Peter lõhmus. Recent Economic Trends in Estonia
The Central & Eastern European Issuers
& Investors Forum
Vienna, 19th 20th January, 1999
Peter Lõhmus (Bank of Estonia)
Recent Economic Trends in Estonia (speaking notes)
A year 1998 was a period of first testing of the economy's ability to adjust to new circumstances and of "pain tolerance levels" for the Estonian financial sector and the real sector alike. Estonia entered the year 1998 with a rapidly expanding economy with very high GDP growth levels, extremely strong credit growth and widening current account deficit. At the same time (the end of 1997) the first results of fiscal tightening and increased financial sector prudential standards were about to emerge. As a response of markets to domestic fiscal and monetary tightening as well as continuously uncertain external environment, Estonia saw lower growth rates throughout 1998. Subsiding capital inflows have had contracting impact on the main monetary aggregates and domestic credit. The GDP growth is likely to result in 4%; declining investment demand is improving the current account deficit (from estimated 10% to 8-9% of GDP); supported by tightening liquidity situation, the inflation is steadily declining and dropped to 6.5% on year-to-year basis. The changes in the environment could be characterized by the following figures: as of end of 1998 M2 has grown only by 2% (compared to 38% in 1997) and domestic credit by around 15% (92% in 1997) on year-to-year basis. Against this background interest rates have remain high and the high levels have been transmitted from money market to credit and bond markets.
A strong commitment of authorities towards conservative economic policy and market based, flexible economic framework have been the key factors which have helped to keep Estonian economy well on track in times of less favorable environment for emerging markets. The government is sticking to its commitment to run surplus budget policies. In 1998, despite a turbulent year, the consolidated budget was slightly in surplus; balanced budget is targeted also for 1999. Summa summarum, Estonia has run balanced or surplus consolidated government budgets for 4 years in a row. To demonstrate further commitment towards tightening its fiscal position the government started to deposit accumulated financial savings into a Stabilization Reserve Fund (to be institutionalized within next two month) which were then invested abroad. The Government will continue to accumulate surpluses into Stabilization Reserve Fund, having the size of at 2% of GDP. The ratio of public net external debt to GDP has been stable since 1994, and is only around 3 % of GDP. As the ratio of net private external debt to GDP has risen to 20%, Estonia's total external debt remains low. We consider having a tight fiscal policy as one of the key components of our economic policy - particularly after a loose fiscal stance have led several economies into big difficulties not long ago.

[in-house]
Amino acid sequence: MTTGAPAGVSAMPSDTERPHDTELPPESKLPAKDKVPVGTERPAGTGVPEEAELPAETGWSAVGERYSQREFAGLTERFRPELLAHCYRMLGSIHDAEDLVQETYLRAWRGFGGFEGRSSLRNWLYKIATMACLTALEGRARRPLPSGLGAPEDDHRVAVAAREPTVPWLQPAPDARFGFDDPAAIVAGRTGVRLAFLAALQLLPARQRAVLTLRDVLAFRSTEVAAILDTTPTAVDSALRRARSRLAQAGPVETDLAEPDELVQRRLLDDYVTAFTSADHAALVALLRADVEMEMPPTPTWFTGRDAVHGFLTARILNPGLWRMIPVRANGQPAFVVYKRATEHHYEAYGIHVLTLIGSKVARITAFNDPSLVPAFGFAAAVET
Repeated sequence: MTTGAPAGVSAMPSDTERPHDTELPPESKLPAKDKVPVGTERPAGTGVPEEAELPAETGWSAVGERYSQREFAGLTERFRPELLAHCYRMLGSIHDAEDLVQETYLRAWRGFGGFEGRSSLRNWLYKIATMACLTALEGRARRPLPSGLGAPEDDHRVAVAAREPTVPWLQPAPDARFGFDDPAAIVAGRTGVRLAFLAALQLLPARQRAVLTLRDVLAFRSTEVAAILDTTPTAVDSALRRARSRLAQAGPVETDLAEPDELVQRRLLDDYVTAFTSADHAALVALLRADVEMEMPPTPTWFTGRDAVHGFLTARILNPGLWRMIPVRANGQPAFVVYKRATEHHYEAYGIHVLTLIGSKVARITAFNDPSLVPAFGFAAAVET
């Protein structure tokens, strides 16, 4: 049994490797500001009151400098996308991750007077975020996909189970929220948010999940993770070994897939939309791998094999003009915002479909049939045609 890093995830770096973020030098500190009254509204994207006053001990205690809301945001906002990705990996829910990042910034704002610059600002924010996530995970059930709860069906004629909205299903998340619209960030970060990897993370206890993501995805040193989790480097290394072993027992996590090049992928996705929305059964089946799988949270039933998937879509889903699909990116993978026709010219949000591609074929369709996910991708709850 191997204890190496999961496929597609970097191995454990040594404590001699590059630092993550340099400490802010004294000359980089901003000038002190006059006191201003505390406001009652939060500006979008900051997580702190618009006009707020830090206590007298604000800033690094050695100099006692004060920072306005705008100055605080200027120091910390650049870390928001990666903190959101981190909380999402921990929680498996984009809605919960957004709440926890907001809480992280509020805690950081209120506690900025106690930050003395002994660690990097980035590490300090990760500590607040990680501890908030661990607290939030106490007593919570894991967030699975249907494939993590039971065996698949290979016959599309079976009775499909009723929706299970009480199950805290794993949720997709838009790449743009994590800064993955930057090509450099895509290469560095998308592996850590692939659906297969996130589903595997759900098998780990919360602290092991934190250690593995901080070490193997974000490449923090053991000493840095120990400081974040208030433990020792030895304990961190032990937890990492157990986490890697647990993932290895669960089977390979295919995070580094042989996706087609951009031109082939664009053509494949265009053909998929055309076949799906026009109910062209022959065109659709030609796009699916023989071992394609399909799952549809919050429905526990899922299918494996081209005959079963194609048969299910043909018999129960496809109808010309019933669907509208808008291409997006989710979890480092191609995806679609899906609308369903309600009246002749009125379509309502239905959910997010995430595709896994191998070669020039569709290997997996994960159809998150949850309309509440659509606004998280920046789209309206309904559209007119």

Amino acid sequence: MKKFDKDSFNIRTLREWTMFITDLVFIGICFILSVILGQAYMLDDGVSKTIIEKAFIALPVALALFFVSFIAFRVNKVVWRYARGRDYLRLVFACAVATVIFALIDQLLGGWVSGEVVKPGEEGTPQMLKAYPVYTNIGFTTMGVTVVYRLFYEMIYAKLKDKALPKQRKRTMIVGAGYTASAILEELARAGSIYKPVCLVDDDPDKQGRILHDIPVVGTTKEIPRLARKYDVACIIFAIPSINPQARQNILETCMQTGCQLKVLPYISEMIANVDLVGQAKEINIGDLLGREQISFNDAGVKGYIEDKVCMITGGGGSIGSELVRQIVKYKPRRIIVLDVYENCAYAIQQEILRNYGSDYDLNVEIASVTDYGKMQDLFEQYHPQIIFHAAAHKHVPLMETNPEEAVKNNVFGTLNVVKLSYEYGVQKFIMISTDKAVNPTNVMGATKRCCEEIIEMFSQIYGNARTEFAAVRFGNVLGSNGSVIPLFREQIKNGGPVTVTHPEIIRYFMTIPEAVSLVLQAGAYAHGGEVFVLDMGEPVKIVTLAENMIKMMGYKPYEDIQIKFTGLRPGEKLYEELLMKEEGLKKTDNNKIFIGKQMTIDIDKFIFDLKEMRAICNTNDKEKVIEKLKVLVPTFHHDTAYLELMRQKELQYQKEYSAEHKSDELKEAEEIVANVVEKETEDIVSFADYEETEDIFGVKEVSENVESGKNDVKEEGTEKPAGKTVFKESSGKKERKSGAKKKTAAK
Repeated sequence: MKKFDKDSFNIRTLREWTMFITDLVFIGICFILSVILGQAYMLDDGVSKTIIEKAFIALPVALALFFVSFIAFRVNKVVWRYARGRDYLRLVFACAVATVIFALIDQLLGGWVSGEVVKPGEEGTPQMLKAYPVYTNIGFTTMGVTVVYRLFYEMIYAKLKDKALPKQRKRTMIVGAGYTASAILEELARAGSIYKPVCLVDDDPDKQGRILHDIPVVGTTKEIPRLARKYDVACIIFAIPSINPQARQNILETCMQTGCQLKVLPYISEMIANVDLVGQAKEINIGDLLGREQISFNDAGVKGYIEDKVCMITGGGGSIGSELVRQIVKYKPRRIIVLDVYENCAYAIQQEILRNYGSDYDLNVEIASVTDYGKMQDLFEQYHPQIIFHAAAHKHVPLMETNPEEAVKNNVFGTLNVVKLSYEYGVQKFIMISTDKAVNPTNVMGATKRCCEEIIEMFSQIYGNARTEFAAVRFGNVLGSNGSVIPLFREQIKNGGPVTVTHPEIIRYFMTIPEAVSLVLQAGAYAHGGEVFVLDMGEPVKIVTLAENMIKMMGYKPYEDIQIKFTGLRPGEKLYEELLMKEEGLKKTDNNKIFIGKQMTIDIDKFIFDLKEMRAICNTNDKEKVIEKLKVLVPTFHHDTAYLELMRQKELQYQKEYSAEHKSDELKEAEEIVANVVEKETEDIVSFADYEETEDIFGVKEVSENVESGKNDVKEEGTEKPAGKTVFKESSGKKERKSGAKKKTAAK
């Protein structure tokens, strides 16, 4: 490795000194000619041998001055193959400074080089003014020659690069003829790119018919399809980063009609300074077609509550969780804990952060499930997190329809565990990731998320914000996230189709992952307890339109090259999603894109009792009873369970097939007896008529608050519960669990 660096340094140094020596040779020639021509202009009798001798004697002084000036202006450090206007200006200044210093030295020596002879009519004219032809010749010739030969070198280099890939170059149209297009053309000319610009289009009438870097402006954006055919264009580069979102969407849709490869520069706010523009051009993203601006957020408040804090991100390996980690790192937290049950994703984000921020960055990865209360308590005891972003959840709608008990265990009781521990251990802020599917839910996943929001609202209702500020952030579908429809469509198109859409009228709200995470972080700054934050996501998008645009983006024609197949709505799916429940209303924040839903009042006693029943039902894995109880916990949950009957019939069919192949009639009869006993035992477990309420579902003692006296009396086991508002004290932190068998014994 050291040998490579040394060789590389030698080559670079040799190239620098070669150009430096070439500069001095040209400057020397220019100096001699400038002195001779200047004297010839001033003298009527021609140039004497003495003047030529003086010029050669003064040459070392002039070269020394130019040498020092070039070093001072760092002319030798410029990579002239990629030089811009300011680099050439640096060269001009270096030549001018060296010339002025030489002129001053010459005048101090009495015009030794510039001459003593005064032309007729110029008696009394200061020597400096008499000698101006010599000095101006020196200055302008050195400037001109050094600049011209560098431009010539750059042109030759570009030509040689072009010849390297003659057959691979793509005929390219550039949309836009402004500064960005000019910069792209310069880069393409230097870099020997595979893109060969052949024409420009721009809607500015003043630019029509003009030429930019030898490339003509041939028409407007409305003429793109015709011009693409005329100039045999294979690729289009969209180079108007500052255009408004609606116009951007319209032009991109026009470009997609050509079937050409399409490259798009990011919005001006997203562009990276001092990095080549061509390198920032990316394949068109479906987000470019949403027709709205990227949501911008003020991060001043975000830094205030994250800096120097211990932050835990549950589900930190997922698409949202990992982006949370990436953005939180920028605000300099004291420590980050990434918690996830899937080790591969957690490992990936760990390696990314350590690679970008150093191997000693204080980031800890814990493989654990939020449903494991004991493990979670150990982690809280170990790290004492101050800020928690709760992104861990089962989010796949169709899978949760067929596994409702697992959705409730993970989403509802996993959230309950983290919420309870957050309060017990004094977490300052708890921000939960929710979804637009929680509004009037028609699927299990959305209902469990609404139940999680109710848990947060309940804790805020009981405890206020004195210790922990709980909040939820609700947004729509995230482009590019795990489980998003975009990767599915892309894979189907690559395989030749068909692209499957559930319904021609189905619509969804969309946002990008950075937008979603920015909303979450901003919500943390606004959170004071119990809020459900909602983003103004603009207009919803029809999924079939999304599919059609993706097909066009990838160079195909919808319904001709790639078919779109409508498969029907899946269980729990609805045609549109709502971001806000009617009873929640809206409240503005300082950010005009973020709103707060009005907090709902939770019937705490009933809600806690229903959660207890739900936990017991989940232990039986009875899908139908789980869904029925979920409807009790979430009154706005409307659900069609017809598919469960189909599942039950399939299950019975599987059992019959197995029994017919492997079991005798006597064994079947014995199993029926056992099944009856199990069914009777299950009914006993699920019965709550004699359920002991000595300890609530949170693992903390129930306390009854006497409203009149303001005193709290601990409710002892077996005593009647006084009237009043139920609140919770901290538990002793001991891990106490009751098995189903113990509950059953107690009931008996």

Initial adjustment took place likewise in the financial sector. Due to excessive risk taking, three small banks were closed and one medium size bank was nationalized. This resulted in some loss of confidence vis-á-vis a banking system in the middle of 1998. Nevertheless, banking sector in general was sufficiently equipped with risk buffers and showed reasonable flexibility in adapting to a new situation. Most notably this led to a further consolidation - there are 6 banks currently operating in Estonia which is probably a more reasonable quantity for Estonia than 20-30 banks some years ago. In addition, two Scandinavian banks obtained strategic shareholdings in the two biggest Estonian (and Baltic) banks, that unquestionably strengthened the financial industry and hence, reduced the potential threat originating from weak banking system to the currency board setup. In addition, Bank of Estonia is going to embody all Basle Committee core principles into its banking regulatory framework in this year, including the 10% capital adequacy ratio that covers all the risk components. The creation of a consolidated supervision, including securities firms and insurance, is progressing, albeit in a slower pace than expected.